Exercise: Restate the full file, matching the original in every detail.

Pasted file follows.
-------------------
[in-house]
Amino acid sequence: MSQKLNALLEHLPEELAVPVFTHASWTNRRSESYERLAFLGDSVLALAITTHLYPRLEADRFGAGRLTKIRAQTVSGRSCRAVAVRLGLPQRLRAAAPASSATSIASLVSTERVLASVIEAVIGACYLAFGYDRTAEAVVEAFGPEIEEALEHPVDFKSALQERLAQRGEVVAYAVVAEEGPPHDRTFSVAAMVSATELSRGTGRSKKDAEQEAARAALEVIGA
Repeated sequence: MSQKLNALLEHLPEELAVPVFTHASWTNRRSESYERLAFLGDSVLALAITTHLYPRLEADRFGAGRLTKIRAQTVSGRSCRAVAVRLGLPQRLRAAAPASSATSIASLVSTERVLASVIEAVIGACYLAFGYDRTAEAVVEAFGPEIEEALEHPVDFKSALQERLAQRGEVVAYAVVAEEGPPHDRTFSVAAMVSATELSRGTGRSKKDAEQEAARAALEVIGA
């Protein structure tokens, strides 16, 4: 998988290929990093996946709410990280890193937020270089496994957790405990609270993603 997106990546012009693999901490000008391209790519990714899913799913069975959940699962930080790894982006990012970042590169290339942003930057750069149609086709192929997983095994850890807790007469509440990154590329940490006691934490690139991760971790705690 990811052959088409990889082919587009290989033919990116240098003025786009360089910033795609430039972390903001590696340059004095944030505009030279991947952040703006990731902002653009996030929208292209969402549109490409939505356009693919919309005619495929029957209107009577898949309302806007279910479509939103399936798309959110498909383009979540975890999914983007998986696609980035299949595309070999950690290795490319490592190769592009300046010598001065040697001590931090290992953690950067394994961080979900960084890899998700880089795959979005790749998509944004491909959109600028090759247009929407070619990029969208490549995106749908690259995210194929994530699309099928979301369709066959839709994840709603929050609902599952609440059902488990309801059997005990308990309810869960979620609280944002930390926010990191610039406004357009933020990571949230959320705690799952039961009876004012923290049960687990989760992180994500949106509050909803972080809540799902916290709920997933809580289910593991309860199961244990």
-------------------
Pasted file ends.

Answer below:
[in-house]
Amino acid sequence: MSQKLNALLEHLPEELAVPVFTHASWTNRRSESYERLAFLGDSVLALAITTHLYPRLEADRFGAGRLTKIRAQTVSGRSCRAVAVRLGLPQRLRAAAPASSATSIASLVSTERVLASVIEAVIGACYLAFGYDRTAEAVVEAFGPEIEEALEHPVDFKSALQERLAQRGEVVAYAVVAEEGPPHDRTFSVAAMVSATELSRGTGRSKKDAEQEAARAALEVIGA
Repeated sequence: MSQKLNALLEHLPEELAVPVFTHASWTNRRSESYERLAFLGDSVLALAITTHLYPRLEADRFGAGRLTKIRAQTVSGRSCRAVAVRLGLPQRLRAAAPASSATSIASLVSTERVLASVIEAVIGACYLAFGYDRTAEAVVEAFGPEIEEALEHPVDFKSALQERLAQRGEVVAYAVVAEEGPPHDRTFSVAAMVSATELSRGTGRSKKDAEQEAARAALEVIGA
């Protein structure tokens, strides 16, 4: 998988290929990093996946709410990280890193937020270089496994957790405990609270993603 997106990546012009693999901490000008391209790519990714899913799913069975959940699962930080790894982006990012970042590169290339942003930057750069149609086709192929997983095994850890807790007469509440990154590329940490006691934490690139991760971790705690 990811052959088409990889082919587009290989033919990116240098003025786009360089910033795609430039972390903001590696340059004095944030505009030279991947952040703006990731902002653009996030929208292209969402549109490409939505356009693919919309005619495929029957209107009577898949309302806007279910479509939103399936798309959110498909383009979540975890999914983007998986696609980035299949595309070999950690290795490319490592190769592009300046010598001065040697001590931090290992953690950067394994961080979900960084890899998700880089795959979005790749998509944004491909959109600028090759247009929407070619990029969208490549995106749908690259995210194929994530699309099928979301369709066959839709994840709603929050609902599952609440059902488990309801059997005990308990309810869960979620609280944002930390926010990191610039406004357009933020990571949230959320705690799952039961009876004012923290049960687990989760992180994500949106509050909803972080809540799902916290709920997933809580289910593991309860199961244990």